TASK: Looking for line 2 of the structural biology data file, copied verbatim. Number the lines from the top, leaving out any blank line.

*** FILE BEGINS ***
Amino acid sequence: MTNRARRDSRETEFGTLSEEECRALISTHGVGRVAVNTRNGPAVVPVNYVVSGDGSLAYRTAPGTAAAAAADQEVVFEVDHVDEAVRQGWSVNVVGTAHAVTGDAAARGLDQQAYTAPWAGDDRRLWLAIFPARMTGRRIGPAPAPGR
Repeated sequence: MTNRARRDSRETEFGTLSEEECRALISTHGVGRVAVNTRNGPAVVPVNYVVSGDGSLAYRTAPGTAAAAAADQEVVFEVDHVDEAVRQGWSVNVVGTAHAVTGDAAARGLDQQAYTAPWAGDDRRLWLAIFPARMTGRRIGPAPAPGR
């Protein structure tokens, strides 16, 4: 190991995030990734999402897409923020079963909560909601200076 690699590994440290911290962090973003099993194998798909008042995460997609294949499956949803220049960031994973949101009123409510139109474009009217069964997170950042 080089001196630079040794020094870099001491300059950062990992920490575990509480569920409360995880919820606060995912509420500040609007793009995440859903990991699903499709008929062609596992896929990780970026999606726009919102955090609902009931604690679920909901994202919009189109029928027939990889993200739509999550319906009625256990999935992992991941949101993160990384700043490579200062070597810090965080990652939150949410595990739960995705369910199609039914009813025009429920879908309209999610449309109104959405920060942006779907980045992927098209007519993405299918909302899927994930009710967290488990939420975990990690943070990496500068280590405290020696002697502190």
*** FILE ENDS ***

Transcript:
Repeated sequence: MTNRARRDSRETEFGTLSEEECRALISTHGVGRVAVNTRNGPAVVPVNYVVSGDGSLAYRTAPGTAAAAAADQEVVFEVDHVDEAVRQGWSVNVVGTAHAVTGDAAARGLDQQAYTAPWAGDDRRLWLAIFPARMTGRRIGPAPAPGR